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Dongria Kondh – Royal descendants of the mountain God

‘We are born of this earth, and this earth is ours. Niyamgiri belongs to us.’— Laksa Majhi

Royal descendants of the mountain God

The Niyamgiri hill range in Odisha state, eastern India, is home to the Dongria Kondh tribe. Niyamgiri is an area of densely forested hills, deep gorges and cascading streams. To be a Dongria Kondh is to farm the hills’ fertile slopes, harvest their produce, and worship the mountain god Niyam Raja and the hills he presides over, including the 4,000 metre Mountain of the Law, Niyam Dongar.

Yet for a decade, the 8,000-plus Dongria Kondh lived under the threat of mining by Vedanta Resources, which hoped to extract the estimated $2billion-worth of bauxite that lies under the surface of the hills.

The company planned to create an open-cast mine that would have violated Niyam Dongar, disrupted its rivers and spelt the end of the Dongria Kondh as a distinct people.

‘We’ll lose our soul. Niyamgiri is our soul.’

The Dongria Kondh of India’s Niyamgiri Hills have won a heroic victory against mining giant Vedanta Resources to save their sacred hills. The Supreme Court told Vedanta in 2013 that the Dongria must decide whether to allow mining on the Mountain of the Law. The Dongria answered with an unequivocal ‘No’.

 

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4 thoughts on “Dongria Kondh – Royal descendants of the mountain God

    1. Two rivers have been granted human status recently, too. We can see in areas around the world, mining is rape and theft. It seems no one, not even governments, can stand in BIG OIL’s way.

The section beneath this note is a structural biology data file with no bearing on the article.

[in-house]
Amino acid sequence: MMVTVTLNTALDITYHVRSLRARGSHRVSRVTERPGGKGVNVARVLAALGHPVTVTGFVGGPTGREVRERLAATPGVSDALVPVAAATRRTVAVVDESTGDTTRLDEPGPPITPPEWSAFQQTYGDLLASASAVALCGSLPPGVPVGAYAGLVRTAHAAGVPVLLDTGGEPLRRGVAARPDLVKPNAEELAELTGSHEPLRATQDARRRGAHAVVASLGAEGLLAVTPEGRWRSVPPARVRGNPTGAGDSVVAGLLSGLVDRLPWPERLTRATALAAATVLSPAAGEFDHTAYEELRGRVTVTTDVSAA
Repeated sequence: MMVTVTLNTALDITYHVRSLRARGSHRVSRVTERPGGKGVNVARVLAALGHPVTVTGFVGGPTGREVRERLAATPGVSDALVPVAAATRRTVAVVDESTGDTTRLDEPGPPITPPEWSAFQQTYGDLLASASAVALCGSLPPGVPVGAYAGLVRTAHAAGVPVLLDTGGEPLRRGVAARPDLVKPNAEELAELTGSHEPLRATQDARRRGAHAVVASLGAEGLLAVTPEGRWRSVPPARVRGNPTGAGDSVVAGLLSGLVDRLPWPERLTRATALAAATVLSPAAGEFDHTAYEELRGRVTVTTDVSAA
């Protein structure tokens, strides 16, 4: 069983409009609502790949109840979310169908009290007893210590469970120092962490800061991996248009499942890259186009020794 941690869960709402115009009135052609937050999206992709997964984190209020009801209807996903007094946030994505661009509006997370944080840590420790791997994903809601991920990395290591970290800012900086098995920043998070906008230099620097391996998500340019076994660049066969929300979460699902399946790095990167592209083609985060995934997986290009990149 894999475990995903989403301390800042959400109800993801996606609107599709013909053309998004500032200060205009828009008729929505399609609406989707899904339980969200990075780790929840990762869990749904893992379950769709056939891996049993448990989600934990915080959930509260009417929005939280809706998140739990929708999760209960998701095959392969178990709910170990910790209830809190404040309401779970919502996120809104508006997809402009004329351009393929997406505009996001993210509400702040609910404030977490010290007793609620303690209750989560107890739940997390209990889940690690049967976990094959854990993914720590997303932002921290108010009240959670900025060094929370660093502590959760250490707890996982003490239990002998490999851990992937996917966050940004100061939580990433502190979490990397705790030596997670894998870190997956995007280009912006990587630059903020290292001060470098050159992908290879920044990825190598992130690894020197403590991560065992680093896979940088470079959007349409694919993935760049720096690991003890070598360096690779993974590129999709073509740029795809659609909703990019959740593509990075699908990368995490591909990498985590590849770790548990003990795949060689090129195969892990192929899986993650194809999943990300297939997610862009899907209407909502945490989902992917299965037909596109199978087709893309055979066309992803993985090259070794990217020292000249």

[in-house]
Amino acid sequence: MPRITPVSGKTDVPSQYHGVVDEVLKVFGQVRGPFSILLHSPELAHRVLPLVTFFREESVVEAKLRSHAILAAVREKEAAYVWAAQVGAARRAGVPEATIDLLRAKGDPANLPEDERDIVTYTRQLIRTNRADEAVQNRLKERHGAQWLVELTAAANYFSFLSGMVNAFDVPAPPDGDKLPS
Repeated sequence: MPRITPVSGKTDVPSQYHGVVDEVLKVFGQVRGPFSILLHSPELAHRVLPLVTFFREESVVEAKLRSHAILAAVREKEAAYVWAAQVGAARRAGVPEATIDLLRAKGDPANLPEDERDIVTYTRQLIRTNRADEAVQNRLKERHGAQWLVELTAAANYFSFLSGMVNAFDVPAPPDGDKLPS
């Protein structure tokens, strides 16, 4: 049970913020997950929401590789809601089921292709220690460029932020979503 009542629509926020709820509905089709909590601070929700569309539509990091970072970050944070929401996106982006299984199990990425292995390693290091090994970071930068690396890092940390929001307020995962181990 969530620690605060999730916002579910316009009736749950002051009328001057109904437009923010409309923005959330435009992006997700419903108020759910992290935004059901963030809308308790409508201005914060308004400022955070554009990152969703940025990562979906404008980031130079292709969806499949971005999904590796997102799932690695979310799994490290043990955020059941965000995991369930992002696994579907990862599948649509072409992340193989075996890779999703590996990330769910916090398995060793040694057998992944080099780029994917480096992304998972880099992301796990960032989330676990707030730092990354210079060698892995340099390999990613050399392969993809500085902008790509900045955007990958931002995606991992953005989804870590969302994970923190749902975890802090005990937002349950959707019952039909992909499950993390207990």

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  1. These are tough issues. I am a consumer and on that basis am a beneficiary of mining and oil production. More than that, I am dependent on it. But we need limits and rules on how these resources are harvested. It sounds positive that the court intervened. I wish we as a society were more able to work together on this stuff. Hopefully, cooperation can be encouraged through more court involvement and empowerment of the land owners (because then the power imbalance between corporations and individuals is lessened, though it still exists as an access to justice issue). Part of facilitating discussions between opposing sides has to be getting away from the extreme polarization that seems to be the norm in political discussions these days. Very little is black and white. We need to embrace the grey even though that makes it harder to simplify things into “right” and “wrong” but these issues AREN’T simple and there aren’t easy answers.

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